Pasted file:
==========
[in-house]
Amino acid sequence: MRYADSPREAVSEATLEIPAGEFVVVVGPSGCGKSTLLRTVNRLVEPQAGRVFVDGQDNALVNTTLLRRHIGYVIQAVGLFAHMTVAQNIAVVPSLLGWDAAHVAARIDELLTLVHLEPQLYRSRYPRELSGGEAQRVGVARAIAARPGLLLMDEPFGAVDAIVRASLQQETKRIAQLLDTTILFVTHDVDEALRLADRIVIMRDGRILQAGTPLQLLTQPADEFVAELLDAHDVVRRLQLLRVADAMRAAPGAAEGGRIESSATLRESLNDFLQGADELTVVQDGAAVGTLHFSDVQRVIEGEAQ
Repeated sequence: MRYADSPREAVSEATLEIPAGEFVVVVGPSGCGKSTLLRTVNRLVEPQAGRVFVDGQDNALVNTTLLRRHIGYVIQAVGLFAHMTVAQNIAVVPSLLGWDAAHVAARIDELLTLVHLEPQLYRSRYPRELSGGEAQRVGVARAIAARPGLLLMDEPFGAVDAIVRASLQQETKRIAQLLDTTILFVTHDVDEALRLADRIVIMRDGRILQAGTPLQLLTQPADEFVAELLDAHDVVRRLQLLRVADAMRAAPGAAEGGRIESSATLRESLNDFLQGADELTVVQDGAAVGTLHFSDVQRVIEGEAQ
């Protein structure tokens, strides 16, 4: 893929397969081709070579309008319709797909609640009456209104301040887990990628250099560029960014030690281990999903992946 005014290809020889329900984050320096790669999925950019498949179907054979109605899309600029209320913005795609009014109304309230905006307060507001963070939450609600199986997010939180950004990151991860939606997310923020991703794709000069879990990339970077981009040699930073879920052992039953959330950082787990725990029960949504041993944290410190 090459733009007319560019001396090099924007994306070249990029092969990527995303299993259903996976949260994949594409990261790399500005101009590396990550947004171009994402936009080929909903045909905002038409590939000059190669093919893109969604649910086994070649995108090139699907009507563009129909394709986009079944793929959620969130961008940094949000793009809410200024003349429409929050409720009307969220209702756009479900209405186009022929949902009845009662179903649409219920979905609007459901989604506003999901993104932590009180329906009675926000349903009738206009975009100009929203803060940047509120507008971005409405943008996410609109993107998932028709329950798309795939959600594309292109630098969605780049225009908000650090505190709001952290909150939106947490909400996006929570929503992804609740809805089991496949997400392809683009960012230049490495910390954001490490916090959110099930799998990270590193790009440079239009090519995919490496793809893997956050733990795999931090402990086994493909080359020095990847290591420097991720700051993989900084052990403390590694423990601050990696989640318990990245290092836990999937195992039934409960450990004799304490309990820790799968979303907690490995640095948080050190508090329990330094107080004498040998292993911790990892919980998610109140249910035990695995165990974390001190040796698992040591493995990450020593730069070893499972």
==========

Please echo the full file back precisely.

[in-house]
Amino acid sequence: MRYADSPREAVSEATLEIPAGEFVVVVGPSGCGKSTLLRTVNRLVEPQAGRVFVDGQDNALVNTTLLRRHIGYVIQAVGLFAHMTVAQNIAVVPSLLGWDAAHVAARIDELLTLVHLEPQLYRSRYPRELSGGEAQRVGVARAIAARPGLLLMDEPFGAVDAIVRASLQQETKRIAQLLDTTILFVTHDVDEALRLADRIVIMRDGRILQAGTPLQLLTQPADEFVAELLDAHDVVRRLQLLRVADAMRAAPGAAEGGRIESSATLRESLNDFLQGADELTVVQDGAAVGTLHFSDVQRVIEGEAQ
Repeated sequence: MRYADSPREAVSEATLEIPAGEFVVVVGPSGCGKSTLLRTVNRLVEPQAGRVFVDGQDNALVNTTLLRRHIGYVIQAVGLFAHMTVAQNIAVVPSLLGWDAAHVAARIDELLTLVHLEPQLYRSRYPRELSGGEAQRVGVARAIAARPGLLLMDEPFGAVDAIVRASLQQETKRIAQLLDTTILFVTHDVDEALRLADRIVIMRDGRILQAGTPLQLLTQPADEFVAELLDAHDVVRRLQLLRVADAMRAAPGAAEGGRIESSATLRESLNDFLQGADELTVVQDGAAVGTLHFSDVQRVIEGEAQ
């Protein structure tokens, strides 16, 4: 893929397969081709070579309008319709797909609640009456209104301040887990990628250099560029960014030690281990999903992946 005014290809020889329900984050320096790669999925950019498949179907054979109605899309600029209320913005795609009014109304309230905006307060507001963070939450609600199986997010939180950004990151991860939606997310923020991703794709000069879990990339970077981009040699930073879920052992039953959330950082787990725990029960949504041993944290410190 090459733009007319560019001396090099924007994306070249990029092969990527995303299993259903996976949260994949594409990261790399500005101009590396990550947004171009994402936009080929909903045909905002038409590939000059190669093919893109969604649910086994070649995108090139699907009507563009129909394709986009079944793929959620969130961008940094949000793009809410200024003349429409929050409720009307969220209702756009479900209405186009022929949902009845009662179903649409219920979905609007459901989604506003999901993104932590009180329906009675926000349903009738206009975009100009929203803060940047509120507008971005409405943008996410609109993107998932028709329950798309795939959600594309292109630098969605780049225009908000650090505190709001952290909150939106947490909400996006929570929503992804609740809805089991496949997400392809683009960012230049490495910390954001490490916090959110099930799998990270590193790009440079239009090519995919490496793809893997956050733990795999931090402990086994493909080359020095990847290591420097991720700051993989900084052990403390590694423990601050990696989640318990990245290092836990999937195992039934409960450990004799304490309990820790799968979303907690490995640095948080050190508090329990330094107080004498040998292993911790990892919980998610109140249910035990695995165990974390001190040796698992040591493995990450020593730069070893499972």